The fourth Digital Enterprise Show (DES) held in Madrid, 21-23 May 2019 attracted over 26,000 attendees, up by 26% on the previous year. THINGS co-founder Magnus Melander facilitated the public sector session and moderated the panel on IoT and cybersecurity. In this interview Magnus shares his thoughts on DES, digital transformation and how THINGS promotes collaboration between startups and corporates.
The connection with DES
I’ve been working with the organisers since they started the show in 2016, typically as Master of Ceremony for parts of the program, panel moderator and speaker. Sweden was the Partner Country for the first year and in collaboration with Business Sweden, who managed a Swedish Pavilion and program, we brought some Swedish startups and corporates.
I felt it was high quality the first year already; very well organised, and high quality of speakers and attendees. They picked digital transformation as the theme for the whole event already four years ago, which I think was clever. DES has developed very well and has a massive conference program, detailed down to all kinds of industries and functions in companies, and technologies.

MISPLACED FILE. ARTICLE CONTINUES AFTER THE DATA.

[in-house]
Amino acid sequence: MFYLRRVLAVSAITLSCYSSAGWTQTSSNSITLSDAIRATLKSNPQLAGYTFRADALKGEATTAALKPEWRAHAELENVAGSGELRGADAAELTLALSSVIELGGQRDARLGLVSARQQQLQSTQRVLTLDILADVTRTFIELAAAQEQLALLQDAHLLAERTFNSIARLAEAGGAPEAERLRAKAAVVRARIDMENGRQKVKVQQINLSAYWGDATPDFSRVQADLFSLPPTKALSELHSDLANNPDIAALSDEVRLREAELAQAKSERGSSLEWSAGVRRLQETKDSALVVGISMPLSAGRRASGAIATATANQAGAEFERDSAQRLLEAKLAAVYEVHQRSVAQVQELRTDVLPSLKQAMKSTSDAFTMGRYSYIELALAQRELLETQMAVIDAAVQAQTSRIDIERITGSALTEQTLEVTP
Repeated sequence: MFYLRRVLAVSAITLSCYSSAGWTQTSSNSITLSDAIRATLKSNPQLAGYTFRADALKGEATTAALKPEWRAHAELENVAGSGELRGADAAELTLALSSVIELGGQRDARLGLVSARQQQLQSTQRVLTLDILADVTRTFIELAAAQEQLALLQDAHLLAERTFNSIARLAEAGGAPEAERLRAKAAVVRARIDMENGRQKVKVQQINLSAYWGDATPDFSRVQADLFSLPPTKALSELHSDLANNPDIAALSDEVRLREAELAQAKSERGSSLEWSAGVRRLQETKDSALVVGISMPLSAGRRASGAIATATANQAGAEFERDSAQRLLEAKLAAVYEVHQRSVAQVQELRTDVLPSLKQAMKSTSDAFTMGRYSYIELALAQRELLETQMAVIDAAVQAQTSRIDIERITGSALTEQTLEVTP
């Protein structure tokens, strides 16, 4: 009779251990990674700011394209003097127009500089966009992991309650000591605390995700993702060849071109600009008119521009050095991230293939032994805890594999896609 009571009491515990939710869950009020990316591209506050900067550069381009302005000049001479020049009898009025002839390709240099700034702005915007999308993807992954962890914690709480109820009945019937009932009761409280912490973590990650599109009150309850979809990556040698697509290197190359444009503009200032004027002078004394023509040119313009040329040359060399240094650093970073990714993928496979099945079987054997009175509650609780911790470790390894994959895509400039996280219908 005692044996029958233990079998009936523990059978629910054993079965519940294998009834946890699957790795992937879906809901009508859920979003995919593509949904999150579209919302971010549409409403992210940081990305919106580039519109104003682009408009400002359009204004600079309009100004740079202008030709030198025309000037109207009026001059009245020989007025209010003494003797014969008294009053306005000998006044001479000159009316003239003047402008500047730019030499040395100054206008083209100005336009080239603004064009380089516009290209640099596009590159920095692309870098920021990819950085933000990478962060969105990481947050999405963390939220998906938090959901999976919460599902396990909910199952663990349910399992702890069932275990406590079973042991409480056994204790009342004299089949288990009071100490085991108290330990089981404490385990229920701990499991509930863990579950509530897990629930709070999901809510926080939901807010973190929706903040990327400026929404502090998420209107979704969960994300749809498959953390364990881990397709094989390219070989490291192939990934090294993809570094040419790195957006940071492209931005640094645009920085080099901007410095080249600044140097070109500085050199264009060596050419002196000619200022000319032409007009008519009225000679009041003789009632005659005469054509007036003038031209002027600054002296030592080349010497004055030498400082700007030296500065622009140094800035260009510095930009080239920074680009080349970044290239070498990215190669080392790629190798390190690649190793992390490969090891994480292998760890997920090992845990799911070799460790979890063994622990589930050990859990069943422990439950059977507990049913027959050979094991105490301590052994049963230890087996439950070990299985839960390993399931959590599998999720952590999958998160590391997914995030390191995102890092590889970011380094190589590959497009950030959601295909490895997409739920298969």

Why you should be attending?
First I don’t think there is any better event or conference dealing with all aspects of digital transformation in Europe and it’s equally interesting both for public and private sectors. Secondly my experience is that if you’re from Northern Europe or Middle Europe and you want to do business in the south you just have to go there and DES is a good opportunity to build relations in the south. It’s also international so there are a lot of North American and Asian companies and people there.
I continue to be impressed. DES has now matured into a great event for anyone interested in digital transformation.
Cybersecurity panel moderation
There is always a lot of focus on cybersecurity which I think is a really important topic. This year I was moderating a panel on cybersecurity and IoT with Felix Barrio Juárez, Head Manager at Spanish National Cybersecurity Institute, and Theo Priestley, CMO at WFS Technologies. Our discussion focused on what you could do, where you could start and what have you done. We also discussed how the current trade wars could impact the global cybersecurity efforts.